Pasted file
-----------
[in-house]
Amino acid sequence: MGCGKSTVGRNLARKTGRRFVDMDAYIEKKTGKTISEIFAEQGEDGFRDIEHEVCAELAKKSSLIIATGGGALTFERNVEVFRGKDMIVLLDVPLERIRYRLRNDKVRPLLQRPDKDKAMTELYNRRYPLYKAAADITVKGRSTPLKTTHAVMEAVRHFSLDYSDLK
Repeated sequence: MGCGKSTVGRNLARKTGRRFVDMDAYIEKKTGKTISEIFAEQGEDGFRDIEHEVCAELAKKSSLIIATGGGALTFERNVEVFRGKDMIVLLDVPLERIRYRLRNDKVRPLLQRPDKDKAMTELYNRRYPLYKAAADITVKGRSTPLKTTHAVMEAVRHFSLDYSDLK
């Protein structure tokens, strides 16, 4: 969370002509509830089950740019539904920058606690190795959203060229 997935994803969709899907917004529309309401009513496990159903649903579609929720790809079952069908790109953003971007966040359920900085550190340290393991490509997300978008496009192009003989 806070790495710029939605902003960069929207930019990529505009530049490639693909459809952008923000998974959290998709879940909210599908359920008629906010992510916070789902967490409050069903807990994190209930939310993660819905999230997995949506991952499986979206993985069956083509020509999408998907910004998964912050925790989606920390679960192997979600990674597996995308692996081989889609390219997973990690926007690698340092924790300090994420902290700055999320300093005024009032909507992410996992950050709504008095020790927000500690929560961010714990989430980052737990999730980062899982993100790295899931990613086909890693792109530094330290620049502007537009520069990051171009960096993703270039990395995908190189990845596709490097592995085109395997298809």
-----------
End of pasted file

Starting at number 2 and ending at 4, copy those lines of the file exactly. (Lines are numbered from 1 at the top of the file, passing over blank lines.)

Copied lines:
Amino acid sequence: MGCGKSTVGRNLARKTGRRFVDMDAYIEKKTGKTISEIFAEQGEDGFRDIEHEVCAELAKKSSLIIATGGGALTFERNVEVFRGKDMIVLLDVPLERIRYRLRNDKVRPLLQRPDKDKAMTELYNRRYPLYKAAADITVKGRSTPLKTTHAVMEAVRHFSLDYSDLK
Repeated sequence: MGCGKSTVGRNLARKTGRRFVDMDAYIEKKTGKTISEIFAEQGEDGFRDIEHEVCAELAKKSSLIIATGGGALTFERNVEVFRGKDMIVLLDVPLERIRYRLRNDKVRPLLQRPDKDKAMTELYNRRYPLYKAAADITVKGRSTPLKTTHAVMEAVRHFSLDYSDLK
């Protein structure tokens, strides 16, 4: 969370002509509830089950740019539904920058606690190795959203060229 997935994803969709899907917004529309309401009513496990159903649903579609929720790809079952069908790109953003971007966040359920900085550190340290393991490509997300978008496009192009003989 806070790495710029939605902003960069929207930019990529505009530049490639693909459809952008923000998974959290998709879940909210599908359920008629906010992510916070789902967490409050069903807990994190209930939310993660819905999230997995949506991952499986979206993985069956083509020509999408998907910004998964912050925790989606920390679960192997979600990674597996995308692996081989889609390219997973990690926007690698340092924790300090994420902290700055999320300093005024009032909507992410996992950050709504008095020790927000500690929560961010714990989430980052737990999730980062899982993100790295899931990613086909890693792109530094330290620049502007537009520069990051171009960096993703270039990395995908190189990845596709490097592995085109395997298809």